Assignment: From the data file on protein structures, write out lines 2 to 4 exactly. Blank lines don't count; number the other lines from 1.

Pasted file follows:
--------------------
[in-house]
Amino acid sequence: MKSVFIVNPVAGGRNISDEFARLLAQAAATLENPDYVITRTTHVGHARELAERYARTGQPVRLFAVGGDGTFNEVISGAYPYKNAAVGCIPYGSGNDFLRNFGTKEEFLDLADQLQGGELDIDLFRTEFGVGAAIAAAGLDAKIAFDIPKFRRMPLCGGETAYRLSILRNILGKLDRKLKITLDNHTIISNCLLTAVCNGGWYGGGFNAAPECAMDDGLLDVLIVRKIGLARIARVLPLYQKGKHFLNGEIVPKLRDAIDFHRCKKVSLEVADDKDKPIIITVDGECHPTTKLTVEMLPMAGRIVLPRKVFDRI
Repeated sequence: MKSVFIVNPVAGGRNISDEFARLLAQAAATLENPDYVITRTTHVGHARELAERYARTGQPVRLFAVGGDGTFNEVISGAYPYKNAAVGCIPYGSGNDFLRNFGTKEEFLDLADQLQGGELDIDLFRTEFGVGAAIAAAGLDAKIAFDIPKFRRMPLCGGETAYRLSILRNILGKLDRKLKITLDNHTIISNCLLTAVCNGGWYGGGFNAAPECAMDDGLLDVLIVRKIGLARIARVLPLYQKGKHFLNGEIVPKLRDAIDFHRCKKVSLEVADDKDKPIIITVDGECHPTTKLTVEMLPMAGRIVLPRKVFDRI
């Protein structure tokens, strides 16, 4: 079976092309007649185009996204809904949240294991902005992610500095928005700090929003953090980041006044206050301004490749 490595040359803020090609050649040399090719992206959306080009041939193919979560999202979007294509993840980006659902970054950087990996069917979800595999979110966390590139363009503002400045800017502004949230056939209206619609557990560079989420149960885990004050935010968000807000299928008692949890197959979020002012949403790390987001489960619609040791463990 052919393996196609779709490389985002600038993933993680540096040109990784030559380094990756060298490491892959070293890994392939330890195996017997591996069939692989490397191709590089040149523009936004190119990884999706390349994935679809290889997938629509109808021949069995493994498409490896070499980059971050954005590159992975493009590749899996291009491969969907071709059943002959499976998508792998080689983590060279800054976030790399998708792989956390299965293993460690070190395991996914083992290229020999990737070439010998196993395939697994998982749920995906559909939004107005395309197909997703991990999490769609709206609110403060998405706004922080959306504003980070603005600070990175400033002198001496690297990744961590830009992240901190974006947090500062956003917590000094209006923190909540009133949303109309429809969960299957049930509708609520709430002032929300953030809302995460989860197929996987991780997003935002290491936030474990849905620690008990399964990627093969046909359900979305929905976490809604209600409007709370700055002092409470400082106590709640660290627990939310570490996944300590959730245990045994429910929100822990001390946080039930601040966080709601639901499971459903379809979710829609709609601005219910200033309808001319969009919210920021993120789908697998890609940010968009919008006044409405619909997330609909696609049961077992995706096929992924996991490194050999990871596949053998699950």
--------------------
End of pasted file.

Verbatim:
Amino acid sequence: MKSVFIVNPVAGGRNISDEFARLLAQAAATLENPDYVITRTTHVGHARELAERYARTGQPVRLFAVGGDGTFNEVISGAYPYKNAAVGCIPYGSGNDFLRNFGTKEEFLDLADQLQGGELDIDLFRTEFGVGAAIAAAGLDAKIAFDIPKFRRMPLCGGETAYRLSILRNILGKLDRKLKITLDNHTIISNCLLTAVCNGGWYGGGFNAAPECAMDDGLLDVLIVRKIGLARIARVLPLYQKGKHFLNGEIVPKLRDAIDFHRCKKVSLEVADDKDKPIIITVDGECHPTTKLTVEMLPMAGRIVLPRKVFDRI
Repeated sequence: MKSVFIVNPVAGGRNISDEFARLLAQAAATLENPDYVITRTTHVGHARELAERYARTGQPVRLFAVGGDGTFNEVISGAYPYKNAAVGCIPYGSGNDFLRNFGTKEEFLDLADQLQGGELDIDLFRTEFGVGAAIAAAGLDAKIAFDIPKFRRMPLCGGETAYRLSILRNILGKLDRKLKITLDNHTIISNCLLTAVCNGGWYGGGFNAAPECAMDDGLLDVLIVRKIGLARIARVLPLYQKGKHFLNGEIVPKLRDAIDFHRCKKVSLEVADDKDKPIIITVDGECHPTTKLTVEMLPMAGRIVLPRKVFDRI
């Protein structure tokens, strides 16, 4: 079976092309007649185009996204809904949240294991902005992610500095928005700090929003953090980041006044206050301004490749 490595040359803020090609050649040399090719992206959306080009041939193919979560999202979007294509993840980006659902970054950087990996069917979800595999979110966390590139363009503002400045800017502004949230056939209206619609557990560079989420149960885990004050935010968000807000299928008692949890197959979020002012949403790390987001489960619609040791463990 052919393996196609779709490389985002600038993933993680540096040109990784030559380094990756060298490491892959070293890994392939330890195996017997591996069939692989490397191709590089040149523009936004190119990884999706390349994935679809290889997938629509109808021949069995493994498409490896070499980059971050954005590159992975493009590749899996291009491969969907071709059943002959499976998508792998080689983590060279800054976030790399998708792989956390299965293993460690070190395991996914083992290229020999990737070439010998196993395939697994998982749920995906559909939004107005395309197909997703991990999490769609709206609110403060998405706004922080959306504003980070603005600070990175400033002198001496690297990744961590830009992240901190974006947090500062956003917590000094209006923190909540009133949303109309429809969960299957049930509708609520709430002032929300953030809302995460989860197929996987991780997003935002290491936030474990849905620690008990399964990627093969046909359900979305929905976490809604209600409007709370700055002092409470400082106590709640660290627990939310570490996944300590959730245990045994429910929100822990001390946080039930601040966080709601639901499971459903379809979710829609709609601005219910200033309808001319969009919210920021993120789908697998890609940010968009919008006044409405619909997330609909696609049961077992995706096929992924996991490194050999990871596949053998699950």